[I have also written about individuality and community in The society of trees.]
Community is best to have, worst to be had by. The nostalgically-tinged fancy for community, and the word's incantatory use, is a kind of desire for death—to be submerged in the group, to be known in full and thus finished, to be assigned a place, to be enfolded by a web of explicit rules and expectations. But community is an abstract quality, not a phenomenon; like marital bliss or individual excellence, it exists only relatively, and can exist only where and because each manifestation is unique.
Community is not in itself a bad thing; but so far as it is powerful for good, it is also simply powerful, and therefore can be dangerous. Of course, we are all inescapably part of the anonymous community of commerce, law, and arms. Even the hermit relies on the general peace to preserve him from molestation and harassment—by drunkards looking for someone to beat, by vagrants looking for someone to rob or move in with, by seekers who imagine that to be closed to the world is to be open to them, &c.
Community on a personal level is an exhilarating thing, worthy and strengthening in moderation; but when relied upon, addictive and thereby limiting. Little is worth doing in life which is not in some part defiance or abandonment of community—even if it is only the widening of one's community; for the closer a community is jointed, the less room it has. Here, as elsewhere in life, the pleasure of security is bought against the profit of change.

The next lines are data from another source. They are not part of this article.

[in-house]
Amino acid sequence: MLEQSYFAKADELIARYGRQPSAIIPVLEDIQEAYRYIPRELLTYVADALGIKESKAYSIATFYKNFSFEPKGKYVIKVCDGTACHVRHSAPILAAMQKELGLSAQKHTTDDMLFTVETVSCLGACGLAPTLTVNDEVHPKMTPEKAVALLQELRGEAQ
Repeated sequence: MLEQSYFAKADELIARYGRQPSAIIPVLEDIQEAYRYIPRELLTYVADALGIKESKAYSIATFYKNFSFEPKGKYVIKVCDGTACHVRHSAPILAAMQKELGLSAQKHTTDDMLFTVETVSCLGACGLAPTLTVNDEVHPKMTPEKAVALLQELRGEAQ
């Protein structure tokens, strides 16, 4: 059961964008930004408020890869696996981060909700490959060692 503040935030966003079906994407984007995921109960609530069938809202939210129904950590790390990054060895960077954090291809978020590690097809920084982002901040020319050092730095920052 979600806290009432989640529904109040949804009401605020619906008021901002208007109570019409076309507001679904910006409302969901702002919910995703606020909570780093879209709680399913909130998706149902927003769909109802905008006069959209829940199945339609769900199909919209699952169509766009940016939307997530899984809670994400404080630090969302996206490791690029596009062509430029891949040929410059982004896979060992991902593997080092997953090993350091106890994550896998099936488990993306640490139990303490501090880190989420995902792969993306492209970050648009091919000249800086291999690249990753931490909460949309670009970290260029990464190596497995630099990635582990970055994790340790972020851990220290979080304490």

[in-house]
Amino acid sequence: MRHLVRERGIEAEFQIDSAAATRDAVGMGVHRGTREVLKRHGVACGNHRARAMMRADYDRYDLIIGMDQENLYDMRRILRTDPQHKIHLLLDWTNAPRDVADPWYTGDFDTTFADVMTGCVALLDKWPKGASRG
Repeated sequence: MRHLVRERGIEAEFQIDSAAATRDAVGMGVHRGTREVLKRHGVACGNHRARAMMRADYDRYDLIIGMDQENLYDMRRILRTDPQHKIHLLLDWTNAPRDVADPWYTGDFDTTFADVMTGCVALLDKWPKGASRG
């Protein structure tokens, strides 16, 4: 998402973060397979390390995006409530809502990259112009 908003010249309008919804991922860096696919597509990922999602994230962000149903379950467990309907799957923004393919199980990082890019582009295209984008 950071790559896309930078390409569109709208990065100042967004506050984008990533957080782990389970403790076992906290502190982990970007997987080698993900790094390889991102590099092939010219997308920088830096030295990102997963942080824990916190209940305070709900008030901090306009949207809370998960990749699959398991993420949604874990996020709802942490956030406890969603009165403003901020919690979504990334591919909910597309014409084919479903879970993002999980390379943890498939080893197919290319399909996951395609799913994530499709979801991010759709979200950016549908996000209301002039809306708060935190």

A role in a community is a cell, and cella continuata dulcescit. The stronger the community, the more it will hypnotize itself into keeping you in your role: remembering what fits, forgetting or rating as aberration or peccadillo what does not. Strong though you are, given time, resistless expectation will hold your life to one story; turn your words and your thoughts into your lines; turn your taste to your image; turn your face to your symbol. This happens to the famous in the world at large; but in a close and closed community it is more forcible. Even a virtual community has the power to depose from you a kind of declaration of personality, with articles of nicknames, statistics, lists of favorites (modest lists, more concealing than revealing), &c. This is not an awkward imitation of community: real communities are more awkward and straitening yet than anything which human beings could bear to consciously make.
It can be comforting—it is certainly convenient—to allow yourself to be shaped in this way; and it is to some degree inevitable—even our hermit must look like a hermit, if he does not want nomads or hikers to start conversations with him. But to surrender to this is not to live as befits the equipment and the powers of a human being.
There is no honor in demolishing communities; but there is good in building them only if you do not immure yourself. Keep more than one; and if one tries to claim you, whispers or shouts that every other is a lie—you are mine only, mine to judge, mine to keep, mine to make and re-make—leave it. It is death in life.